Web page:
Financially Literate?

The long term success and failure of a Family Firm and its members are directly related to how financially knowledgable its members are. In this article, I look at what families should take into consideration when it comes to money and responsibility across generations. David Harland – Executive Chairman

If you took a moment to think about it, how financially literate are the members of your family?

Another way to think about it is this: are your family members prepared to be good stewards of your family’s current and future wealth?

Financial literacy is the ability to understand financial concepts like profit, balance sheet, budgeting, debt management, investing, goal-setting, and to make plans and decisions based on that knowledge. In today’s fast-paced financial and business world, these financial skills are vital to long-term financial and life success. In a family business, the consequences of poor financial literacy can be profound: one of the leading causes of the financial failure of families and family businesses is a lack of knowledge of how to handle money inside and outside the business and investing family wealth.

A lack of financial savvy can also greatly undermine your family’s ability to handle business issues and navigate critical financial transitions. One small-scale study of business owners in the US found a strong correlation between the financial success of a business and business owners’ financial “habits of mind.” Research suggests that many Australians struggle with basic and advanced financial literacy. One study commissioned by the Australian Securities and Investments Commission (ASIC) studied six important types of financial skills and found that while many adults feel confident about their skills, their actions show a different picture.

For example, 90% of adults felt-confident about their ability to budget, but only 52% do so regularly, nearly one in five Australian wouldn’t be able to survive a financial emergency. A study found that young Australians under 35 are more likely to find managing money stressful, buy things on impulse, and struggle to understand financial matters like superannuation and risk/return tradeoffs.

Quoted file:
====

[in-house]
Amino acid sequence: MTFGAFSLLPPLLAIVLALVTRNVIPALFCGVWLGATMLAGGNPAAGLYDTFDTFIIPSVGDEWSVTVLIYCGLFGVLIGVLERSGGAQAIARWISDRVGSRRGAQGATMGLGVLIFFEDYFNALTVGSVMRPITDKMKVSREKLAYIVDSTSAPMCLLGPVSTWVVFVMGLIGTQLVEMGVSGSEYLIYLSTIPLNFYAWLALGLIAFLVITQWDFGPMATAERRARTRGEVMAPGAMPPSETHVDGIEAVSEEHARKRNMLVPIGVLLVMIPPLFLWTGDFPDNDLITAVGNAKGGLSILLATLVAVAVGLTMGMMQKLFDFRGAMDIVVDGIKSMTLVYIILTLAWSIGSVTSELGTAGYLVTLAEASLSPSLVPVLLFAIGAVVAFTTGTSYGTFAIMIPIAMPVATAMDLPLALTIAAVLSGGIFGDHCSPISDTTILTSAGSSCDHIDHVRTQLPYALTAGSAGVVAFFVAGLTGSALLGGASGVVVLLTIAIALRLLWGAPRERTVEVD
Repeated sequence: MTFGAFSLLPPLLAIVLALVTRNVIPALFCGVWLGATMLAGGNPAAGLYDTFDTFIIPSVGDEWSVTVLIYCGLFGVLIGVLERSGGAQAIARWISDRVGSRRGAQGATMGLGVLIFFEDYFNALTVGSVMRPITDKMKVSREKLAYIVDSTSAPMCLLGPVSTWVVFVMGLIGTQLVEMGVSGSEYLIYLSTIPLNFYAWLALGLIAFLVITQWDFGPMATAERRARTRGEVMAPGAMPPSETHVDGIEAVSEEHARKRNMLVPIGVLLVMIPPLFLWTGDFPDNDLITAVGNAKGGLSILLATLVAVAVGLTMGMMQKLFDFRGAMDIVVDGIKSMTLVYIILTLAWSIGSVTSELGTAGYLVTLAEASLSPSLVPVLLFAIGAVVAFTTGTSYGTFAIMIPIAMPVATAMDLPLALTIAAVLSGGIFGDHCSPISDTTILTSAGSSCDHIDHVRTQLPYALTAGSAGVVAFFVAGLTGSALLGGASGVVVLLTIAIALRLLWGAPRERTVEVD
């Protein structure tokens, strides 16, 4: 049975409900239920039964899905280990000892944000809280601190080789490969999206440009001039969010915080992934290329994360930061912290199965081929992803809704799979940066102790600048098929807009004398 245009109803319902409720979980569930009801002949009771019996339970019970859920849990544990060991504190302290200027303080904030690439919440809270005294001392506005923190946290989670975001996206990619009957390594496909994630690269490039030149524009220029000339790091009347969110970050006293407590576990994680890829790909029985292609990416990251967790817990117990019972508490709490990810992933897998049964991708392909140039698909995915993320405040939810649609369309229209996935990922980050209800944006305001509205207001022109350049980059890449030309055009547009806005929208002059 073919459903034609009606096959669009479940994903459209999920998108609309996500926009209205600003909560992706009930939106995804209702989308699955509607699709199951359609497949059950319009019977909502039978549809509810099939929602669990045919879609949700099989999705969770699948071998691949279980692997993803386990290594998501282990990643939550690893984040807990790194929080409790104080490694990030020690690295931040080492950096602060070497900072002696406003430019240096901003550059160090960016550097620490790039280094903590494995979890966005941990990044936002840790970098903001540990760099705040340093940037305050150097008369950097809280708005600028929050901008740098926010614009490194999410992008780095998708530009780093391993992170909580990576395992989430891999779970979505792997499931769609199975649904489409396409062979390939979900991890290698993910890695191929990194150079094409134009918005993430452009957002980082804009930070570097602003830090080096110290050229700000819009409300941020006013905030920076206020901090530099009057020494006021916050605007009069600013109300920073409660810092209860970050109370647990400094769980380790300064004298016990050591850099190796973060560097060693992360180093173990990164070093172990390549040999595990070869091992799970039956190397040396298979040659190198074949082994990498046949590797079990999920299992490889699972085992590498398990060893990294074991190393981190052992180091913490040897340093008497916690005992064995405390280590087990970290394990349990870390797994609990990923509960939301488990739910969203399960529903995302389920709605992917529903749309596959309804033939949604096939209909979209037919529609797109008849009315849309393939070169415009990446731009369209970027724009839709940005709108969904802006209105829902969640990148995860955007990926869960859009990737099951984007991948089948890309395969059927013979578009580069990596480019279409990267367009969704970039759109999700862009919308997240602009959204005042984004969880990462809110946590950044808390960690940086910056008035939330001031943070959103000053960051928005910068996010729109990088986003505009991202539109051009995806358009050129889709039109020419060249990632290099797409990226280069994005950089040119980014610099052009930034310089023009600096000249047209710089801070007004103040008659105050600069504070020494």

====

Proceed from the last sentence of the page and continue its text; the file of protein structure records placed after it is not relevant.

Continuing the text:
Historically, most financially astute Australians got their financial knowledge from earlier generations. This intergenerational learning passes on not just valuable financial skills, but the values, culture, and attitudes about wealth that make up a family’s intangible capital.

When the transmission of knowledge doesn’t happen, young people are left without a critical foundation for their financial literacy, frequently leading to costly mistakes with debt and savings.

If you read our many resources, you know that I like to talk about the importance of protecting your family’s capital. Tangible capital like financial wealth is supported by the human, social, and spiritual capital of your family. Part of being a steward of your family’s wealth is knowing how to nurture the other forms of capital within your family and within the rising generation.

Fortunately, if you’re concerned about the financial literacy of your family members, there are quite a few things that you can do. We recommend by starting with family special education workshops facilitated by a FINH consultant. The tailoring of the workshop is critical in ensuring it is independent (not a family member) and considers the different levels of learning styles of each of the family members.

Want to learn more about financial literacy in a Family Business setting call FINH on 07 3229 7333.

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